Mass. AG, Lawmakers Call For More Assistance For Former Corinthian College Students

Ever since for-profit education chain Corinthian Colleges Inc. closed its Everest University, WyoTech and Heald College campuses, leaving tens of thousands of students with millions of dollars in loans, consumers advocates, legislators and others have urged the Department of Education to relieve former students of their debt burdens. Those calls for help continued on Tuesday with renewed pressure from Massachusetts Attorney General Marua Healey and Sen. Elizabeth Warren calling on the Dept. to rid victims of the defunct for-profit college of unsustainable loan payments.

The request for assistance came during a Boston University event to help students receive individualized assistance in enrolling students in more affordable repayment plans and applying for cancellation of their federal student loans.

“For too long, predatory for-profit schools, supported by taxpayer dollars, have enriched themselves while loading up students with unaffordable debt,” AG Healey said. “Students deserve better. If a school breaks the law, Senator Warren and I believe they must be held accountable. We want to help get these students the relief they deserve.”

At the event, students shared their experiences attending Everest Institute’s Brighton campus via sworn affidavits that will be used to support the attorney general’s push for investigations that could lead to relief for students seeking discharge of federal loans after attending allegedly predatory for-profit colleges.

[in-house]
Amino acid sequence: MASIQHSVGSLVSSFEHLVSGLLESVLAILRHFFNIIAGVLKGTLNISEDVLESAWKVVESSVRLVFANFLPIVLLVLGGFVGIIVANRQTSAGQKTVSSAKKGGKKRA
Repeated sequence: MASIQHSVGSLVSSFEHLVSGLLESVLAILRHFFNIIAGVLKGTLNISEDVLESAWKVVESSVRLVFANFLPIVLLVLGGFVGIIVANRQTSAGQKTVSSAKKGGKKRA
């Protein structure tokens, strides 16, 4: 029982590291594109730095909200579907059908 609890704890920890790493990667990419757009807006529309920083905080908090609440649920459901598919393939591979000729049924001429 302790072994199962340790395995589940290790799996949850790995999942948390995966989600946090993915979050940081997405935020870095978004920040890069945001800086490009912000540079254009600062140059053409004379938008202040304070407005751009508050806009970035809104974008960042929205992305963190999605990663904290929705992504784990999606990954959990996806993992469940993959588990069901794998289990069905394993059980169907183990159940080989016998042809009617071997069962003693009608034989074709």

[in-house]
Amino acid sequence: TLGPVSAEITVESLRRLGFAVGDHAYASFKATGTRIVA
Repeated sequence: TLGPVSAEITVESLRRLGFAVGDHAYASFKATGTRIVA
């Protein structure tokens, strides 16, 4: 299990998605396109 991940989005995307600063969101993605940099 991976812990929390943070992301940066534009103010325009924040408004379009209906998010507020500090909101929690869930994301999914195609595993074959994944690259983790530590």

“When a college engages in fraudulent practices, students have a legal right to debt relief,” Senator Warren said. “If someone lies about the mileage on a car, the buyer can get her money back. I’m working with Attorney General Healey to ensure that the legal rights of any students who were cheated by Corinthian colleges in Massachusetts are fully protected.”

The Dept. of Education announced back in June that students who attended (after June 20, 2014) the 30 CCI campuses that closed in April had two options to seek relief:

1. Apply for a closed school loan discharge, which would get rid of the obligation to repay and reimburse the student for any payments made; or
2. Transfer earned credit to another institution to continue their education in a comparable program.

While the options give students some relief, the Dept. of Education announced last month that it would work to overhaul its loan forgiveness program for students defrauded by schools.

Starting this month, the Dept. of Education will begin working to craft a new process aimed at making it easier for students to have their federal loans discharged if the school they attended was found to have used illegal or deceptive tactics to persuade them to borrow funds to finance their education.

The process to create a more streamlined loan forgiveness process will include field hearings and the creation of an advisory panel, the Dept. said in an announcement.

Last spring, the Massachusetts Attorney General’s office filed a lawsuit against Everest Institute alleging the school engaged in deceptive marketing and egregious high pressure sales tactics that left students with exorbitant and unaffordable student loan debt and without proper training or a well-paying career.

Everest’s parent company – Corinthian – then entered a downward spiral including several state and federal investigations into its enrollment practices.

The company eventually closed in April 2015, filing for bankruptcy soon after.

AG Healey and U.S. Senator Warren Seek Cancelation of Loans for Students Victimized by For-Profit School [Attorney General Maura Healey]